Here's an awesome animated video of (personal hero) Carl Sagan's reflections on Voyager 1's iconic and humbling picture of Earth, our home, the “Pale Blue Dot.”
These people at Narrative Science have developed a computer program that "transforms data into high-quality editorial content."
Yeah. There it goes. And here I'm spending $40k a year in grad school only to be ousted by a bunch of ones and zeros! Now I know what the abacus felt like.
And the people over at Narrative Science aren't just spouting unfounded beliefs. NPR covered the story. This Hunter S. Watson actually out wrote a college newspaper sports writer, who buried the lede on the historic no-hitter he was covering. Deadspin, the sports blog, challenged the programmers at Narrative Science, skeptical that their program could challenge the work of a living breathing human being.
Deadspin, however skeptical, seems to have been turned.
My favorite part of the article: "Please remember, computer overlords,” one Deadspin staffer writes in response. “When the time comes, I can be helpful in rounding up others to toil in the silicon mines.”
Via @thedailywhat, The Daily What
Earlier this week, excitement came out of CERN. The Large Hadron Collider (LHC)
From The Daily Geek: "The LHC smashed billions of particles from two beams — a world record-breaking 4.67 x 1032cm-2s-1 to be exact — at the CERN physics lab in Geneva, Switzerland. This wasn’t by accident, either. The scientists at CERN have been upping the power levels of its particle beams for the last two years."
Take the bus or ride your bike. Recycle your cans and your newspaper. PUT DOWN THE AQUA-NET!
It's Earth Day, people! Do your part!
Even Google celebrated the 41st Earth Day with it's awesome, animated "Google Doodle."
For those of you that didn't notice, there was an amazing little meme built in. Circulating the tubes awhile ago was this wonderful video of a baby panda sneezing and scaring its mother. Those pandas there on the left, by the google G are having the same glorious and heartwarming interaction. SAVE THE EARTH AND PROTECT THE SNEEZING PANDAS!
I don't know if it was my early exposure to brutal video games via my older brother, or my love of bad Christopher Pike novels growing up, but I LOVE when there's an amalgamation of zombies and science. Zomb-science? Sci-Zombie? Zombience?
Picture source: National Geographic
Whether it be the creepy-as-hell fungus that creates zombie-ants (RIGHT) or the wasp that transforms cockroaches into mindless zombie drones.... YES, COCKROACHES, the stubborn little insects that will be around forever can also be zombified.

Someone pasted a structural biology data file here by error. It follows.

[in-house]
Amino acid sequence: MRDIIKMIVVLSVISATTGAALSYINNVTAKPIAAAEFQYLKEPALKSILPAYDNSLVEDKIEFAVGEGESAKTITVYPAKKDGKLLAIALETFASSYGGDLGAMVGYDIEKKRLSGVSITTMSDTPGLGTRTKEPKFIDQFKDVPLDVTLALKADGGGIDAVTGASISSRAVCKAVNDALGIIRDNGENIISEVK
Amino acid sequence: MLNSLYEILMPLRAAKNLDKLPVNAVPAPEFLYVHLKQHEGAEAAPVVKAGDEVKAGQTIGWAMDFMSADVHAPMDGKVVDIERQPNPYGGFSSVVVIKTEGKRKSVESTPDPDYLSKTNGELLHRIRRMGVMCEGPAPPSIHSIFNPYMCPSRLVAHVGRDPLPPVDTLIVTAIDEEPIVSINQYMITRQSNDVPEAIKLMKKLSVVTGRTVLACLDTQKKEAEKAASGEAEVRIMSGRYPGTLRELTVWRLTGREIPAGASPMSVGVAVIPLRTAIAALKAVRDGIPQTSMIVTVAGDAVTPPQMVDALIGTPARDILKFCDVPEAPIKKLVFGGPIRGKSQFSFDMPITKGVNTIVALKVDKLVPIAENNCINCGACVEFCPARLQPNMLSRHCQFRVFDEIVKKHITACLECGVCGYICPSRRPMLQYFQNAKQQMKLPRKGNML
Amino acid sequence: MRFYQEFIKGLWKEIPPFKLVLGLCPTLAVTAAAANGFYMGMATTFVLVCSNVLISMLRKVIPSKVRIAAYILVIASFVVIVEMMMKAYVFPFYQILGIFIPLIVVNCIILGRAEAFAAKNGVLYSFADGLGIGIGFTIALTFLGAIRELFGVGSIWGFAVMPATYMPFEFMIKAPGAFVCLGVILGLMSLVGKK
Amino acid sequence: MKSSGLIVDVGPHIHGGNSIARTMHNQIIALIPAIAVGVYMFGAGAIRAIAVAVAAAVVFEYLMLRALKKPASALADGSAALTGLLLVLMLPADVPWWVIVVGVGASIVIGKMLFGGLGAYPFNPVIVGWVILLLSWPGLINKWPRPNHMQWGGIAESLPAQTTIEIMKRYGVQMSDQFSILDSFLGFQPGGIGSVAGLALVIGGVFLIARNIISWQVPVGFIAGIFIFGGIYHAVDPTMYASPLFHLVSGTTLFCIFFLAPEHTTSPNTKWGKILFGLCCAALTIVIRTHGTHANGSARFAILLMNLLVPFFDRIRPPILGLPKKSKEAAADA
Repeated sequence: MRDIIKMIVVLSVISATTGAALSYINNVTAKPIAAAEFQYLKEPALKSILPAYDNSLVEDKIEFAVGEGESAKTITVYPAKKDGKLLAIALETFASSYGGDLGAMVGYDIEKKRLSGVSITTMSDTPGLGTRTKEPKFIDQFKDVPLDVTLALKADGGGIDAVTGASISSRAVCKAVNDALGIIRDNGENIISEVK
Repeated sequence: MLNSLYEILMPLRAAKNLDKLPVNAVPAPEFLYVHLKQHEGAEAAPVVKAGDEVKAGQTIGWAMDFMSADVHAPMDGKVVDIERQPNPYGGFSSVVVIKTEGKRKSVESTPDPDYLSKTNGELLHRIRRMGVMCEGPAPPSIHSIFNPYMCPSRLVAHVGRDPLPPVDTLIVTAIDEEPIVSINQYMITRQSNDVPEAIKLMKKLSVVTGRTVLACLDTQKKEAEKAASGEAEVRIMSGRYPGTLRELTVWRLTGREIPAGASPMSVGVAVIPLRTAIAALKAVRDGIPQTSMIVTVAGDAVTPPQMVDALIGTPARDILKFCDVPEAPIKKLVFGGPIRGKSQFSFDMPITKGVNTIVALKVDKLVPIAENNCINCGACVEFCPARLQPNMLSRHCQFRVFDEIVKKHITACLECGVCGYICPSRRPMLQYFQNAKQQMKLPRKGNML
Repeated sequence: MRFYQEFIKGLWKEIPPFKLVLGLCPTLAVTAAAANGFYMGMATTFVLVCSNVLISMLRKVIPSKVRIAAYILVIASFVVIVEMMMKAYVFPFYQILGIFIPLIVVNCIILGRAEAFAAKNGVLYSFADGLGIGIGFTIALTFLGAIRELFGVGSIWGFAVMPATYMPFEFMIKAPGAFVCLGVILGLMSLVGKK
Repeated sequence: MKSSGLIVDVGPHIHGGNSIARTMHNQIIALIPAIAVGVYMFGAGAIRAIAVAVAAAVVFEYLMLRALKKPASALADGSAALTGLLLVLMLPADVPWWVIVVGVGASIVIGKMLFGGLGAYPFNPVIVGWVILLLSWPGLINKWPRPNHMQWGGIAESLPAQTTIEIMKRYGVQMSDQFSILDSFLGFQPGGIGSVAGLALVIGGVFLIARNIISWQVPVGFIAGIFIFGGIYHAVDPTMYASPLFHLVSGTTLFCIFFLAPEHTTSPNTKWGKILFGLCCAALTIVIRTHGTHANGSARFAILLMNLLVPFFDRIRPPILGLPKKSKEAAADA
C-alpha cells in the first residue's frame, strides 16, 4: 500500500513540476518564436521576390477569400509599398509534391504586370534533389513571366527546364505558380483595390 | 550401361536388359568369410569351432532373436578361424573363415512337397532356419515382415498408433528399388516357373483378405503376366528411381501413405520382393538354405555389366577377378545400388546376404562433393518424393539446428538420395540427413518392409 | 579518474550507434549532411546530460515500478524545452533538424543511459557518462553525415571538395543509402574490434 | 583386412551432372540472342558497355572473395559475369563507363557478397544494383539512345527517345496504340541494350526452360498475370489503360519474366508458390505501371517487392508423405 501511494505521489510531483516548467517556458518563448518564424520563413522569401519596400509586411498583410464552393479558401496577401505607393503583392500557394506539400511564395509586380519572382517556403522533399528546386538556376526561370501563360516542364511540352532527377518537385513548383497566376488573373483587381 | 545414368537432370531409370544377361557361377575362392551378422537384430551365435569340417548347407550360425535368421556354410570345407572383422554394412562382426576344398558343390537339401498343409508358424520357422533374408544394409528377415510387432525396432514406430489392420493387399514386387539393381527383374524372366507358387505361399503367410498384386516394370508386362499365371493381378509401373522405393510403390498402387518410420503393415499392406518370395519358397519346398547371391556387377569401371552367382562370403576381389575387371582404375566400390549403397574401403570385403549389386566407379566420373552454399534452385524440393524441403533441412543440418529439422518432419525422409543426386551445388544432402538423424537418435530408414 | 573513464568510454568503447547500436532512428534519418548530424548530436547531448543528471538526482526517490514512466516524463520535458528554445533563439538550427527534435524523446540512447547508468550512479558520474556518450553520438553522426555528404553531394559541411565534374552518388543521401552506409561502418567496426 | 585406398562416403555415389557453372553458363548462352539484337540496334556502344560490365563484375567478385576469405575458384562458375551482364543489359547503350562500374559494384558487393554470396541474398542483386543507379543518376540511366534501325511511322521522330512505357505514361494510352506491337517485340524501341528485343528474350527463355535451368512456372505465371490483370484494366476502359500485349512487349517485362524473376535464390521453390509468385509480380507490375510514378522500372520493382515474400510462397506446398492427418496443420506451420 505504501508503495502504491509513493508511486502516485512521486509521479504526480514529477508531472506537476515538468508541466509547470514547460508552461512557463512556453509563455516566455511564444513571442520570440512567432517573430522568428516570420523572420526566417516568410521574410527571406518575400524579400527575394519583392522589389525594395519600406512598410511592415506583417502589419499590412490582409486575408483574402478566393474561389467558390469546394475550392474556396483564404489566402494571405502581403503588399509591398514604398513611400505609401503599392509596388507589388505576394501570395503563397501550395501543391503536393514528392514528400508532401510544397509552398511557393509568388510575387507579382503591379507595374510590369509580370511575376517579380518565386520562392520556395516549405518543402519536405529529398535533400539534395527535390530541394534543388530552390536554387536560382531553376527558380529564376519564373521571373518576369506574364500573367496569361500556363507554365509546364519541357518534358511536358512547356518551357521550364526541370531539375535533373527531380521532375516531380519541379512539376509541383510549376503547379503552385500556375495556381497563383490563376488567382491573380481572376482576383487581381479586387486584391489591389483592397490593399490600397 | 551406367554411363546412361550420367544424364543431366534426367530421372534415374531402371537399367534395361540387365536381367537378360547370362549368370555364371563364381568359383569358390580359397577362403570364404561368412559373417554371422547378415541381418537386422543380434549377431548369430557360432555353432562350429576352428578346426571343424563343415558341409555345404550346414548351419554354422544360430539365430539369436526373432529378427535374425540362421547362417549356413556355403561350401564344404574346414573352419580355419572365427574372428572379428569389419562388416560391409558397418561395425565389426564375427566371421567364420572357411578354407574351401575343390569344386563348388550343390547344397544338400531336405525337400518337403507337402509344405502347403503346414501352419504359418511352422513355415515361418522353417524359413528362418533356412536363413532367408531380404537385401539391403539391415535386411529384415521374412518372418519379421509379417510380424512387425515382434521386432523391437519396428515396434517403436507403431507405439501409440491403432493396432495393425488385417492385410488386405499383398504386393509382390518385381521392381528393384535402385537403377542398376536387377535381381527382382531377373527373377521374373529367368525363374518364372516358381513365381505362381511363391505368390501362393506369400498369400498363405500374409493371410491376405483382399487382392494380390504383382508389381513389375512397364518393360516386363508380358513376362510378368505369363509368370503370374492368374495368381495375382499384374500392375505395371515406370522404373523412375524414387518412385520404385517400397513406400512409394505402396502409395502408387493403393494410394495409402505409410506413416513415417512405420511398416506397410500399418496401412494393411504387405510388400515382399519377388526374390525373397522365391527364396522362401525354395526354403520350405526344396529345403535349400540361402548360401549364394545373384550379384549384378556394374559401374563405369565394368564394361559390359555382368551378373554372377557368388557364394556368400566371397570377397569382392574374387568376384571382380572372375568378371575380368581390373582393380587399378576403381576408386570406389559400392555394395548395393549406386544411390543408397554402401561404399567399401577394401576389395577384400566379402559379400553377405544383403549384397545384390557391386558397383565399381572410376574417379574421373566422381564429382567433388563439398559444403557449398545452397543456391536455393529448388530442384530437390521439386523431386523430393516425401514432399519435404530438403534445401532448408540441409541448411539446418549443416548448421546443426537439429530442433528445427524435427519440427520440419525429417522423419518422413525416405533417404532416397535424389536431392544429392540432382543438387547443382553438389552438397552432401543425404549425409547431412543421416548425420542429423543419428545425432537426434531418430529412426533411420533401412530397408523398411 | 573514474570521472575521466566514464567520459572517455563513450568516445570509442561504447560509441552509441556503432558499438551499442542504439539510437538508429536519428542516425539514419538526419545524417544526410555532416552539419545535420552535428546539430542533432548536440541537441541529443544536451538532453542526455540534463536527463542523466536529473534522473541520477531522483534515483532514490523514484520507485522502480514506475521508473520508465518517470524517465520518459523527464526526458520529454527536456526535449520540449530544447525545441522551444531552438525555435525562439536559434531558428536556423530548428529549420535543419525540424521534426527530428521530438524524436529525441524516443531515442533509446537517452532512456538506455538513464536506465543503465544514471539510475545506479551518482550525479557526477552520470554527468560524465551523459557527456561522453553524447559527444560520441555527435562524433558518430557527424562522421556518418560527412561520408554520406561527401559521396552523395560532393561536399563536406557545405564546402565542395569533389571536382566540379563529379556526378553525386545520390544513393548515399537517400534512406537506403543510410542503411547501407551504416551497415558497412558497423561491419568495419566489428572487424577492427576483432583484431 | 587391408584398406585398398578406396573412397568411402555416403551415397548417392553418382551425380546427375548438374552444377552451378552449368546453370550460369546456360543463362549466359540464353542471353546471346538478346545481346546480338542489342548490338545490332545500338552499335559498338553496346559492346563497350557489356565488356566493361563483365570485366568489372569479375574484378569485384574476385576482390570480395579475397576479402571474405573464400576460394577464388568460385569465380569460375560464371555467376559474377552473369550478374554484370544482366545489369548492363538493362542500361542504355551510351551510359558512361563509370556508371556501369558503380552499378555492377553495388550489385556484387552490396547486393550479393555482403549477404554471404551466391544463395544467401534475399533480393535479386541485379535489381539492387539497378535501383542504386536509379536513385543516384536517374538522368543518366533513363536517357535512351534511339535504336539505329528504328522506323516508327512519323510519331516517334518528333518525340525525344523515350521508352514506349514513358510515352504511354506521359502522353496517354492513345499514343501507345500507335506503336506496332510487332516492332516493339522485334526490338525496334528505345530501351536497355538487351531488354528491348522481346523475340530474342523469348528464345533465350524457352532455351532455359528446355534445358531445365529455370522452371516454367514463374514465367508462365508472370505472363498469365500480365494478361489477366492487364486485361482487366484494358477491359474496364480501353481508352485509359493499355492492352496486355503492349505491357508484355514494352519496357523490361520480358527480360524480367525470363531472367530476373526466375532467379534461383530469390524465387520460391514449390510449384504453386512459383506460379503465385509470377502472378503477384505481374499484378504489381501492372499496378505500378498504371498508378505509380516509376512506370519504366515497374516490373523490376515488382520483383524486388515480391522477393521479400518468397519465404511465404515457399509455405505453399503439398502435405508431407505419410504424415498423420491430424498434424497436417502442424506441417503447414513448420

I love a good science/zombie intersection.
(In fact, my friend/classmate Arezu Sarvestani and I want to do an entire video series about zombies in the scientific world.)
My background is marine bio, not oceanography: I studied creatures, not currents.
Still, this new video on Nat Geo caught my attention.
"Scientists use cameras and sonar near the U.S. Virgin Islands to 'see' the sea floor and find out how fish and other sea life use the underwater habitats, which include coral reefs and sea grasses."
I'm going to go ahead and say, with a voice full of child-like wonder, "Neat."
Hooray! New Dinosaurs!
Much like most people my age, I harbor a deep-seeded love affair with dinosaurs thanks to years of wanting to be a paleontologist. This was, obviously, only furthered by the 1993 release of the deeply flawed/nothing like the book/but still a youth staple Jurassic Park.
Still, New Dinosaur!
The word from Slashdot: News for Nerds (and from a study in Science) is thus:
"A New Zealand evolutionary psychologist, Quentin Atkinson, has created a scientific sensation by claiming to have discovered the mother of all mother tongues. 'Dr Atkinson took 504 languages and plotted the number of
phonemes in each (corrected for recent population growth, when significant) against the distance between the place where the language is spoken and 2,500 putative points of origin, scattered across the world (abstract). The relationship that emerges suggests the actual point of origin is in central or southern Africa, and that all modern languages do, indeed, have a common root."
I'm a little skeptical, as was another Slashdot user who pointed to another study from Nature that pointed out that cultural influences may have more of an impact than noted in the Atkinson study.
So it's Science vs. Nature... Literally.
(Sorry for the pun).
Oh God, this comic by Jess Fink!
As described on the "girl-geek" blog TheMarySue.com, Jess Fink runs through the history of a sex drive in Victorian Ladies. Doctors used to prescribe masturbation as a treatment to hysteria, you know? Either way, this comic is fraking HILARIOUS. It does have a comic-style picture of genitalia AND it says "Don't ignore the Clitoris" in giant letters. So, I'll go with semi-NSFW.
The rest of the comic is after the jump. It's worth your time, really.